This process was used as a strategy to simplify the resulting model surfaces. Surfaces (for M1 and M2) were recalculated at every pH using only the relationship between k and the previously identified significant factors (Cl, Fe(II), CO32−, and PO43−). The effect of pH on the resulting coefficients (βx) was determined empirically by plotting βx vs pH for both M1 and M2 and fitting the corresponding curves (Table 9, FIG. 10). A predictive model describing the rate of Fe(II) oxidation across the pH range 6.5-8.5 was then generated using the pH dependent βx expressions (uncoded βx: Eqns. 18-19; coded βx):


log kM1,P=(−0.2901 pH2+4.5364 pH−20.38)+(0.0003 pH20.0045 pH+0.0164)[Cl]O+(−0.0004 pH2+0.0047 pH−0.0181)[Fe(II)]O+(0.09 pH21.2393 pH+4.5902)[CO2−2]O (18)


log kM2,P=(−0.6244 pH2+10.263 pH−43.495)+(0.001 pH−0.0083)[Cl]O+(0.0023 pH30.0523 pH2+0.3873 pH−0.9468)[Fe(II)]O+(−0.0235 pH2+0.2958 pH+0.8375)[CO3−2]O+(0.0154 pH3+0.3514 pH2−2.6605 pH+6.7165)[PO43−]O (19)

The validity of using parameter-space based empirical models to predict Fe(II) oxidation across a wide range of environmental conditions/locations was tested. The models (Eqns 18-19) were challenged to predict the rate of Fe(II) oxidation at ten different geographical locations progressing downstream in the main channel of the Congaree-Santee River system in South Carolina in raw and filtered (0.2 μ) waters. Samples were analyzed for-the significant factors identified in M1 and M2 and the corresponding measured values entered in Eqn. 18 and Eqn. 19 (pH=6.85-8.31, [Cl]=0.99 mM-353 mM; Table 3). The rate of Fe(II) oxidation was predicted (kP) for the two conditional endmembers: kM1,P corresponding to the model based on unrestricted cycling, and kM2,P based on cycling restricted by complexation of Fe(III) with strong ligands. Fe(II) was spiked into raw and filtered water samples. Its disappearance was first order in Fe(II) for both sample types (FIG. 9). The experimental rates obtained were compared against those predicted from Eqn 18 and Eqn 19 (Table 10). Measured rates (raw and filtered) and predicted rates from Eqn. 18 (kM1,P) agreed within the 95% confidence interval for all sites except the Pleasant Hill Cypress Swamp (site #8) and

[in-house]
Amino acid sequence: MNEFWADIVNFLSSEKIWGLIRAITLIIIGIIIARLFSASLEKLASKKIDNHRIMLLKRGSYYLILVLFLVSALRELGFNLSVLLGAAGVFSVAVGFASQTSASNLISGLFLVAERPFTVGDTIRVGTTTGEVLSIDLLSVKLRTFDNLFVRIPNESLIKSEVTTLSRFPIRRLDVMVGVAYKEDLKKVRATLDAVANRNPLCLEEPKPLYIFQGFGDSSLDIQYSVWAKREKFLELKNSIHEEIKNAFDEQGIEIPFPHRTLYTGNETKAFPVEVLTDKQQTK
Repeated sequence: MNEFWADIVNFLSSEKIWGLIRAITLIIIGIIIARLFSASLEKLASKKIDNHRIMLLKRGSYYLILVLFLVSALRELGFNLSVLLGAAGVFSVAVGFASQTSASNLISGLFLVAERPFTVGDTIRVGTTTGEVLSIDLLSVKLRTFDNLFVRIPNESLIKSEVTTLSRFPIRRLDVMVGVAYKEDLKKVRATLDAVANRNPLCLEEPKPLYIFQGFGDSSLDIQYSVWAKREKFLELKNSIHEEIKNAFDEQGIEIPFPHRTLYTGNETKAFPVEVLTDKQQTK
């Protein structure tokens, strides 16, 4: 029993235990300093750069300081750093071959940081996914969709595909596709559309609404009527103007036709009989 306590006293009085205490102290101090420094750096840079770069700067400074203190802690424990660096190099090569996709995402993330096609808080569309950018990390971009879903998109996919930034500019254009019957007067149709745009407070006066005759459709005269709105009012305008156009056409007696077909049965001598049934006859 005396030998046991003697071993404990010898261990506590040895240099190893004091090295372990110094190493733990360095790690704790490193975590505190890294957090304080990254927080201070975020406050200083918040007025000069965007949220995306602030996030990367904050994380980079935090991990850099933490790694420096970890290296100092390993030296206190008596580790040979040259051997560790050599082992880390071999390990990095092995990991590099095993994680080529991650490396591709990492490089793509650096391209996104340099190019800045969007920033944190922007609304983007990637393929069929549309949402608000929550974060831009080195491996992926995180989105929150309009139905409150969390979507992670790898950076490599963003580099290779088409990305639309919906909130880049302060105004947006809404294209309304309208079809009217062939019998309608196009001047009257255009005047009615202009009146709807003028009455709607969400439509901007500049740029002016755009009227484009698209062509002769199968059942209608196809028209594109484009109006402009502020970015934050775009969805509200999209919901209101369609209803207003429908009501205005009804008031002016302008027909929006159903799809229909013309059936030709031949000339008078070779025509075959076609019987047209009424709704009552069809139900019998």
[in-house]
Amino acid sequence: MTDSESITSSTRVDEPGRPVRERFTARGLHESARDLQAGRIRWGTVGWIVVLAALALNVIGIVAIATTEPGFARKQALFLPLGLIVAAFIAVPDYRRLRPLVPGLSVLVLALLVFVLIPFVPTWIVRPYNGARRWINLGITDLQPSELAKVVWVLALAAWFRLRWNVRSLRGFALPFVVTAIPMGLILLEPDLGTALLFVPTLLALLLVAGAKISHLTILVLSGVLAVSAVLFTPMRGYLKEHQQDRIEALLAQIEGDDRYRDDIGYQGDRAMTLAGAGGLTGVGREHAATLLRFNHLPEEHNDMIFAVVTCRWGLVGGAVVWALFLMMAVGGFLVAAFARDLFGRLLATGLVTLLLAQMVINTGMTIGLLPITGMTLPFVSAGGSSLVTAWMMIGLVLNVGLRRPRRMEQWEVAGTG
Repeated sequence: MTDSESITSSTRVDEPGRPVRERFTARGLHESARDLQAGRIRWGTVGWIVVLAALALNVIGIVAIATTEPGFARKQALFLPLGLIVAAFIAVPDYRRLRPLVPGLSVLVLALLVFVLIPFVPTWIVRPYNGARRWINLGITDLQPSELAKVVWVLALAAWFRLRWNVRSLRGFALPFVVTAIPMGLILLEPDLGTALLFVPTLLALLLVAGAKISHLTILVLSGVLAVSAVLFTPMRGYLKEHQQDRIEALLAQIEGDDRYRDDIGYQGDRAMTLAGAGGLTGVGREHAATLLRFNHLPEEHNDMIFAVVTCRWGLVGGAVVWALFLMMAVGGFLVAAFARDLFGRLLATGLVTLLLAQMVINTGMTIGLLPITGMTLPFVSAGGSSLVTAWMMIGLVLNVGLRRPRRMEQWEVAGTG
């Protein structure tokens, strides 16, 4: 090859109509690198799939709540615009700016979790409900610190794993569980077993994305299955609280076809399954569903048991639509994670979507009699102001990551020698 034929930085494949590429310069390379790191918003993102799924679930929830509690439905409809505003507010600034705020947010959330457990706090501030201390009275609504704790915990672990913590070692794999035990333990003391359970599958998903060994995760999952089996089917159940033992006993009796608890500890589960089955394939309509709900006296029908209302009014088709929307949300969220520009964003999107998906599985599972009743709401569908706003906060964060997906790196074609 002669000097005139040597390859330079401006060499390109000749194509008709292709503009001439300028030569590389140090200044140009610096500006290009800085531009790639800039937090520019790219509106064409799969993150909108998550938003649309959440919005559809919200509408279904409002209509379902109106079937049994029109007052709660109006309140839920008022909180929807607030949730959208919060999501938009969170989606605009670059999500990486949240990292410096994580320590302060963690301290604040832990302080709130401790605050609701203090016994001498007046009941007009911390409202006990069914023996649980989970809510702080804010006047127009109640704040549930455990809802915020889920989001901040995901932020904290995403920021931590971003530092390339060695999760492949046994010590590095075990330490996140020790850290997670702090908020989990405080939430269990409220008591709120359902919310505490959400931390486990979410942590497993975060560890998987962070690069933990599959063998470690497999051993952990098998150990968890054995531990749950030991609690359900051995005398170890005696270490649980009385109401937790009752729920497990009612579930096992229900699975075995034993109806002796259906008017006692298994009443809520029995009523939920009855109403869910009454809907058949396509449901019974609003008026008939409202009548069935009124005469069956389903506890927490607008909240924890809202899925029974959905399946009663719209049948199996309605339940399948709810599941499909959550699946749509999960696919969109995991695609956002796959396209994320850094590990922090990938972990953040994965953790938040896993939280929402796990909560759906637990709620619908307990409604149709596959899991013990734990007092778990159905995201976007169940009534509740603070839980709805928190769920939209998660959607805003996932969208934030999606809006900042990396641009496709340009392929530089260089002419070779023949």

Mclellanville (site #10). In the case of Eqn. 19 (kM2,P), all measured rates (raw and filtered) and predicted rates agreed within the 95% confidence interval with the exception of the Pleasant Hill Cypress Swamp (site #8).

Discussion

Contrasting multifactorial experiments developed in this paper generated empirical descriptive models that could be used with broad predictive power and also afforded insight about the fundamental nature of the Fe(II) oxidation process within the concentration ranges set forth for the factors in M1 and M2. The models were tested for their ability to describe Fe(II) oxidation in an extensive watershed; the Congaree/Santee rivers across a geographic region stretching 230 km from the foothills of the Appalachians to the Atlantic coast. They were used to predict the rate of oxidation of added Fe(II) in surface waters across that region and generally did so within the 95% level of confidence. The exceptions were water samples corresponding geographically to the cypress swamp water samples at Pleasant Hill Landing (both models) and McClellanville (M1). Fe(II) oxidized in the Pleasant Hill Cypress Swamp water approximately a factor of three times more rapidly than expected based on the models. Speculatively, this was attributable to a very high concentration of Fe(III)-binding ligands present in this water causing cycling to be restricted beyond what is accounted for in either the M1 or M2 model. The presence of these ligands is supported by the high concentration of filterable Fe(III) in this water (-140 μM). The rate of Fe(II) oxidation in the McClellanville sample was successfully predicted using the restricted cycling model (M2) but not the unrestricted model (M1). The site is downstream of a shellfish processing facility and had the highest TOC of all sites sampled. It is possible that a component of TOC was a significant factor at this site [i.e. uncharacterized strong ligand(s)] even though in bulk it was not a significant factor.